By Thomson Pritchard-Torres (January 20, 2023)
January 21, 2010 – a day that’ll live in infamy. In their Citizens United ruling, the Supreme Court opened the floodgates for dark money, giving big money even more power (Lau, 2019). Deep-pocket donors fund campaigns through super PACs, which take and spend almost unlimited funds, often from anonymous sources (Lau, 2019). This year is the 13th anniversary. As predicted by people like John McCain (Wing, 2017), we can see disastrous consequences.
Super-charged negative campaigning
Well, American democracy didn’t die that day, because you can still vote your choice, right? But negative ads influence the voter’s choice. Lying, cheating, and smearing your way into office has always been a thing, but too often now we don’t know who pays for those ads. Thanks to the Court’s decision, secret donor dollars run rampant, flooding the airwaves, getting in your face. Honest candidates can’t compete. Candidates who actually want to serve the people, and less funded for that reason, are left without a voice.
Back in 2014, a candidate named Sandra Kennedy ran for a seat on the Arizona Corporation Commission. But an attack ad full of cherry-picked data was so effective that she not only lost the election, her family implored her to quit politics altogether (Brancaccio & Schroeder, 2022). No one knows who funded that ad. More than defamation, this was intimidation.
Hope in the states
In November of last year, Arizona citizens approved Proposition 211, amending the state’s constitution to require disclosure of otherwise dark money. To mitigate the influence of big money, fourteen states have now approved some kind of public financing (Lau, 2019). When neither the Court nor Congress is any help, the states or the people must step in.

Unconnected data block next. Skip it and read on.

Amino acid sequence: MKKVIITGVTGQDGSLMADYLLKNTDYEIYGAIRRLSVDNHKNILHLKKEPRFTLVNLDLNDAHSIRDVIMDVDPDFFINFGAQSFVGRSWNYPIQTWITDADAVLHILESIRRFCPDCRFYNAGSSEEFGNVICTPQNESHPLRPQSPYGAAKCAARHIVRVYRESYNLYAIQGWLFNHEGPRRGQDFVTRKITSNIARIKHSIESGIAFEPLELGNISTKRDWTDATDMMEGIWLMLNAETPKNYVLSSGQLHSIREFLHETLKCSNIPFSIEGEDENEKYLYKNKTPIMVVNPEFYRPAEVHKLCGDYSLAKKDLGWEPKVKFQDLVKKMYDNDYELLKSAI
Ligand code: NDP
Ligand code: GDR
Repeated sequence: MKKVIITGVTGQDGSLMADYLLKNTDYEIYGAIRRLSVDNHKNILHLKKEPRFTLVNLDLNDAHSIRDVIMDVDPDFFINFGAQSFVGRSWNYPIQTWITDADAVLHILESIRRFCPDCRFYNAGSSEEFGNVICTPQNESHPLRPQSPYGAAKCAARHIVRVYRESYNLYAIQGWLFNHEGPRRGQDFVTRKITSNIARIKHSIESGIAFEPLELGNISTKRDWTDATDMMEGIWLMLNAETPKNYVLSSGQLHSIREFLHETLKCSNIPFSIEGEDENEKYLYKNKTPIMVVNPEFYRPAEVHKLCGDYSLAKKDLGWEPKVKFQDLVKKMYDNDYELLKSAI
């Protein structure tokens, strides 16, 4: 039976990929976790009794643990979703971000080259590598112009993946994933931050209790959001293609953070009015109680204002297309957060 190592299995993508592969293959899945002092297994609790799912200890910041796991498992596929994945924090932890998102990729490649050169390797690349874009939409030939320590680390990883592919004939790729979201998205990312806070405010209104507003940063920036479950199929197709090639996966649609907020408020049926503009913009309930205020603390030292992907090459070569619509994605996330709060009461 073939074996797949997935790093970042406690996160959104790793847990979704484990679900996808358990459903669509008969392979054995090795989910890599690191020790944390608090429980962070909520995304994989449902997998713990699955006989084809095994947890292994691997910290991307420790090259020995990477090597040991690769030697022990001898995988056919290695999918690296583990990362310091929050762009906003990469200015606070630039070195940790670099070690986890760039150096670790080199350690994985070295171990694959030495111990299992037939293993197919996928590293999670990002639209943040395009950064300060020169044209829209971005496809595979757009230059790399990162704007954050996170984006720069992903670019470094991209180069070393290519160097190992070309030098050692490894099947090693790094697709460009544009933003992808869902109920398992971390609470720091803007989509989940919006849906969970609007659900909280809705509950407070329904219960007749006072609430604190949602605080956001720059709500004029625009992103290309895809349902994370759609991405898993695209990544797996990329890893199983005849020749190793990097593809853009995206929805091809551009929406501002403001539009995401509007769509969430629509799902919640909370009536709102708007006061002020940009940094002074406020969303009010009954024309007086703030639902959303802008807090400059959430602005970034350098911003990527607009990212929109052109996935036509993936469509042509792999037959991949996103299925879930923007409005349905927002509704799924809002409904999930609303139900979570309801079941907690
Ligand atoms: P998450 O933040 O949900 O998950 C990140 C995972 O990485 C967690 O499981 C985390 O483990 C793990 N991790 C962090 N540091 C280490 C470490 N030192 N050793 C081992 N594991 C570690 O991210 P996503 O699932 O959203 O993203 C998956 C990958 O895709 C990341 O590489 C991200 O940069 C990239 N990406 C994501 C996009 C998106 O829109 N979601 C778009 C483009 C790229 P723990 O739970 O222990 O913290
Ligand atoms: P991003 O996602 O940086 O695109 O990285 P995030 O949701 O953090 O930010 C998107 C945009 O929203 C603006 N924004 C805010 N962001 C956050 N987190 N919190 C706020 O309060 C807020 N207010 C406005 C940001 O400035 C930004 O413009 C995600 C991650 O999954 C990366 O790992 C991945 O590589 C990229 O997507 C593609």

Background to Citizens United
Citizens United v. FEC was a horrible ruling, but corruption from special interest groups had already taken deep root. People seem to forget the background. The FEC prevented a 2008 film on Hillary Clinton from airing close to a primary election (Lau, 2019). However, we might ask whether the Court picked up the case for the purpose of siding with wealthy donors. An underfunded IRS is unwilling or unable to enforce what rules we had (Lau, 2019), and the FEC has often ruled in favor of wealthy donors. The FEC, the IRS, Congress and the courts – none of them is much help. They have such a long history of not acting on systemic corruption. The rich, voting with their money, seem the only “voters” that matter any more.
Where do we go from here?
At this point, the only way forward is through the state legislatures to call for an amendment-proposing convention. Once we get two thirds of the state’s legislatures to pass our bill, we can root out corruption at its source. If you worry about our democracy slipping away piece by piece, please consider volunteering your time, or becoming a supporter, and tell your friends, family, colleagues, and acquaintances. We the people still have a voice in the states, and that’s where we must act.
The Wolf-PAC all-volunteer Communications Team created this post!
- Editing by Khadija Fouad and Brian Martel
- Lau, T. (2019, December 12). Citizens United Explained. Brennan Center for Justice. Retrieved January 19, 2023, from https://www.brennancenter.org/our-work/research-reports/citizens-united-explained
- Wing, N. (2017, December 6). John McCain: Citizens United Is “Worst Decision Ever” . . . “Money Is Money,” Not Free Speech. HuffPost. Retrieved January 19, 2023, from https://www.huffpost.com/entry/john-mccain-citizens-united_n_1960996
- Brancaccio, D., & Schroeder, A. (2022, October 14). Special: Secret Money, Public Influence. Marketplace. Retrieved January 19, 2023, from https://www.marketplace.org/shows/marketplace-morning-report/special-secret-money-public-influence/